After the invasion and liberation of Antwerp, on Tuesday, September 5th, 1944 the BBC and Radio Orange broadcast optimistic reports.
Suddenly rumours started spreading about the approach by the Allied forces. The Dutch population got ready to welcome its liberators.
Some illegal newspapers even published liberation editions. German soldiers fled
The Germans took no action. Instead many German soldiers fled the country. Special trains took 60,000 NSB people fleeing to Germany. On September 6th it all turned out to have been a mistake.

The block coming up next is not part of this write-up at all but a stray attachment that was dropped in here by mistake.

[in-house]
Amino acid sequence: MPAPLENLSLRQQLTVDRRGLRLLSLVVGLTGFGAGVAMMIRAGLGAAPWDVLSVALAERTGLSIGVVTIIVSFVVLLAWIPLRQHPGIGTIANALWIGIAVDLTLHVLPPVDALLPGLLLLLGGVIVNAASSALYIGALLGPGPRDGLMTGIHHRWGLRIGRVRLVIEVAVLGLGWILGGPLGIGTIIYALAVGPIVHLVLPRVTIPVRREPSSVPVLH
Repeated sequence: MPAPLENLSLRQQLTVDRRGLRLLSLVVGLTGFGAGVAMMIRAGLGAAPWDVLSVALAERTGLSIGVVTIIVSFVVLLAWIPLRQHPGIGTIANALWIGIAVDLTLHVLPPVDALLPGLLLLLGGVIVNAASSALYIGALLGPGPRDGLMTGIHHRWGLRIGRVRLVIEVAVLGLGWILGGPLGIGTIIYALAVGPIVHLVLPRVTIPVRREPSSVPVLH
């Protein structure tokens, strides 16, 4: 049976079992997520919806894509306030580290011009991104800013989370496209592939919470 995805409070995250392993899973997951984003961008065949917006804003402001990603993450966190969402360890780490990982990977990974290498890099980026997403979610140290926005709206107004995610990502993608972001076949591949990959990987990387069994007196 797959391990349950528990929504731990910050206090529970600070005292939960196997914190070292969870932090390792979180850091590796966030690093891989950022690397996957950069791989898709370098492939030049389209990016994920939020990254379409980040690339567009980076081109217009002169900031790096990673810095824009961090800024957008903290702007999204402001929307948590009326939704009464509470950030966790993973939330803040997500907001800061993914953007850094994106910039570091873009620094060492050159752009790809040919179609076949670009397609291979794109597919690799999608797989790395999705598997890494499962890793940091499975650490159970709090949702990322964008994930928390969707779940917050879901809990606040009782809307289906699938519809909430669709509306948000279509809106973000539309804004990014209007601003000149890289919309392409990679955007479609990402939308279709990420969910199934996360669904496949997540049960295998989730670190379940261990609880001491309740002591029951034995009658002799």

On September 11th, Het Parool
wrote: ‘The panic that broke out among the NSB as a result of the premature reports about an Allied advance through Northern Brabant heading for Holland is final proof of how demoralised the traitors party is.’
Southern Netherlands liberated
In September and October 1944, large parts of the southern Netherlands were liberated, in some cases after heavy fighting. Exuberant celebrations were followed by disappointment and irritation.
There was a severe lack of food, little work was being done to repair wartime damage, German shelling was causing new damage.
The Allied leaders and the Dutch officials had trouble cooperating, and there was confusion about their authorities.
Resistance fighters in the still occupied territory in the north tried to establish contact with the liberated south. They succeeded by means of illegal telephone connections and boat crossings over the Biesbosch region’s marshlands.